Ah, the joys of massive depreciation, uber rich folks who don’t to drive an old car, and didn’t really drive them much when new.
This edition of Auction Dilemma explores ideal rides when the ordinary Mercedes S-Class or BMW 7 Series just won’t do. It’s a different kind of dilemma when the ultra-rich don’t want to be seen in these plain-jane $100,000 luxury sedans. So, let’s check out a 2004 Maybach 57 up for sale at Hemmings.com and a 2005 Rolls Royce Phantom at auction on Doug DeMuro’s carsandbids.com.
2004 Maybach 57
Eye-watering depreciation is a beautiful thing when someone else takes the hit. And somebody somewhere may have shed a tear over a luxobarge that’s now worth less than 25% of its original sticker price. Ahh, but you’ll look good going down the road as the money gets sucked out the windows. Based on the somewhat legendary W140 S-Class chassis, in 2002, Mercedes launched the Maybach brand to compete with BMW-owned Rolls Royce and VW’s Bentley. This is why the Maybach looks like a Mercedes on steroids. The Maybach 57 was configured for self-driving hedge fund managers, while the longer 62 model was set up for those who prefer to rely on a chauffeur.
This 2004 Maybach 57 appears in near pristine condition thanks to less than 22,000 miles on the odometer despite its age. Beyond the understated Himalayas Dark Grey exterior and black leather interior, we don’t know much about the car’s history as the seller is stingy with details.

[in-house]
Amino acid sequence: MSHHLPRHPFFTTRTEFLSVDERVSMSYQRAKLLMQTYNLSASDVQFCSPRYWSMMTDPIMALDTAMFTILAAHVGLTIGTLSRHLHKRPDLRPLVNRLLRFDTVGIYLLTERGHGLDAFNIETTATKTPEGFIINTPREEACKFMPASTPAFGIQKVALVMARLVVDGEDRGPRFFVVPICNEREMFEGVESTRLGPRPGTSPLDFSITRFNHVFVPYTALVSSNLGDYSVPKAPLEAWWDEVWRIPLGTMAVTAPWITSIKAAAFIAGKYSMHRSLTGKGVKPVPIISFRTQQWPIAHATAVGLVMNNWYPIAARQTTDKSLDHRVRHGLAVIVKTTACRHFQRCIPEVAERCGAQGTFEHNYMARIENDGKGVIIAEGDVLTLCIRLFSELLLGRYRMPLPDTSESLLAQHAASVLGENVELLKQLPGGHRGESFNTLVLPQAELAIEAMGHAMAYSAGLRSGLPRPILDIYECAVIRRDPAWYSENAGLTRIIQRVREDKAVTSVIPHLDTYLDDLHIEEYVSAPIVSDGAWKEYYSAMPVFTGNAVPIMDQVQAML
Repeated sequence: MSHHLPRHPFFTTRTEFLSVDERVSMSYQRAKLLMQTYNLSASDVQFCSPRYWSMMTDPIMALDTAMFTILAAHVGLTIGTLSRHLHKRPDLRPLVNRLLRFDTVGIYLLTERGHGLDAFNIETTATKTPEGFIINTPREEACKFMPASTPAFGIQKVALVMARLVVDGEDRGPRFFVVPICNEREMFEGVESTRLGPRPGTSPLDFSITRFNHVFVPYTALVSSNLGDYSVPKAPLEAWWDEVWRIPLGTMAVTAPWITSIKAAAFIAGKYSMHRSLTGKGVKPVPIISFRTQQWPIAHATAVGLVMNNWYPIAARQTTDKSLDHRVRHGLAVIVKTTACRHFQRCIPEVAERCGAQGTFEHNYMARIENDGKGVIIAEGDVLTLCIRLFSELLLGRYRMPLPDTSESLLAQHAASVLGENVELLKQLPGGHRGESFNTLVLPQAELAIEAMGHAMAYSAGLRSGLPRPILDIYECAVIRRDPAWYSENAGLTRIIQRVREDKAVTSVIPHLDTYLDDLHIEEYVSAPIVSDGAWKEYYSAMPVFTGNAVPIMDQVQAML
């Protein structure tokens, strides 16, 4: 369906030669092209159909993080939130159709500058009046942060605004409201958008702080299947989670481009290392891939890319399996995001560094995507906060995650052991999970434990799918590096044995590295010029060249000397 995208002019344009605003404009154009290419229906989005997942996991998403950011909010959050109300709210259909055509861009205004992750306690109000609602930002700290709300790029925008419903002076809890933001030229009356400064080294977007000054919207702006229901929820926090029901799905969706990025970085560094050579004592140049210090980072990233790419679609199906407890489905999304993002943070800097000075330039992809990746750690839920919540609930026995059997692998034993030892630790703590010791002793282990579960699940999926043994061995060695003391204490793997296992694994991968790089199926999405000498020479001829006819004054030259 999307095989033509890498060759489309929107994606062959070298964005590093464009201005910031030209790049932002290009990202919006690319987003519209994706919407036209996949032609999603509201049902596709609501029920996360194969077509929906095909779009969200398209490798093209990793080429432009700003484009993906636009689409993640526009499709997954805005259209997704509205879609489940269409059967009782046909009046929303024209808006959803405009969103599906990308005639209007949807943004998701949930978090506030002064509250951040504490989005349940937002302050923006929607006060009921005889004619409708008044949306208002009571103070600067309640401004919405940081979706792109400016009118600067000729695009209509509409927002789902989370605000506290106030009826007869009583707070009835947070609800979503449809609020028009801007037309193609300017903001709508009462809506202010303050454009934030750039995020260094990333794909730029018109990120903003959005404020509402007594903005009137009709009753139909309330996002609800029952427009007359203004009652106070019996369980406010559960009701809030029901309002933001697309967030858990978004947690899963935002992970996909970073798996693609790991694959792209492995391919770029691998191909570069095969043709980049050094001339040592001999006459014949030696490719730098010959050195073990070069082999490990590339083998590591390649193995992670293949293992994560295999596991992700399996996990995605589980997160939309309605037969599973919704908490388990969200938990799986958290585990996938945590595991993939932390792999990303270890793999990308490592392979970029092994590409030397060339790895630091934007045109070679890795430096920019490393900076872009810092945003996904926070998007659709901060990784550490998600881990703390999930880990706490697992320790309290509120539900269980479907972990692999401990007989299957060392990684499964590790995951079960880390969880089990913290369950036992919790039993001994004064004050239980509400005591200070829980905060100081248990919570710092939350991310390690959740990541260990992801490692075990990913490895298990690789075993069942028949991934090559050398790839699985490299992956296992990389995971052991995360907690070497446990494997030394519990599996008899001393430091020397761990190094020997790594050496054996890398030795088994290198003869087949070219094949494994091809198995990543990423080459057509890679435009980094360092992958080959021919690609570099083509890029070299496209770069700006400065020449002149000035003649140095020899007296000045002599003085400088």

The heart of all Maybachs from this generation is the 5.5L V-12 engine that easily outpowers its British counterpart we cover below. The Maybach’s engine output was originally rated at 543 hp and 664 lb-ft of torque. And, despite weighing almost three tons, this Teutonic heavyweight can hit 0-60 mph in 4.9 seconds, according to Car and Driver. Impressive indeed. A five-speed automatic manages power going to the rear wheels.
Inside, the cabin appears virtually new and is accented with an abundance of lacquered wood trim. Interior amenities include heated seats in all four positions, navigation, and dual-zone climate control. The driver and front passenger can enjoy massaging lumbar support, while the back passengers can enjoy a movie via the integrated entertainment system.
2005 Rolls Royce Phantom
For extreme luxury sedans, it doesn’t get posher than a Rolls Royce. The Phantom has been around since 1925, and this seventh-generation model represents the first Roller made after BMW acquired the brand in 1998. Like its Maybach counterpart, this Blue Velvet Phantom enjoys modest mileage with 33,000 miles on the odometer. A $325,000 price when new and plummeting depreciation is another similarity with the Maybach. This multi-owner vehicle is reported as accident-free with registration history in Texas, South Carolina, and Illinois.
Surprisingly, the Phantom’s 6.75L larger V-12 comes up short against the Maybach’s powerplant. The Rolls’ engine output is factory rated at 453 hp and 531 lb-ft of torque, and Car and Driver reports a 5.4-second time from standstill to 60 mph time. Though it doesn’t look it, the Rolls even weighs less than the Maybach 57. Rear-wheel-drive and a six-speed automatic round out the Phantom’s mechanicals.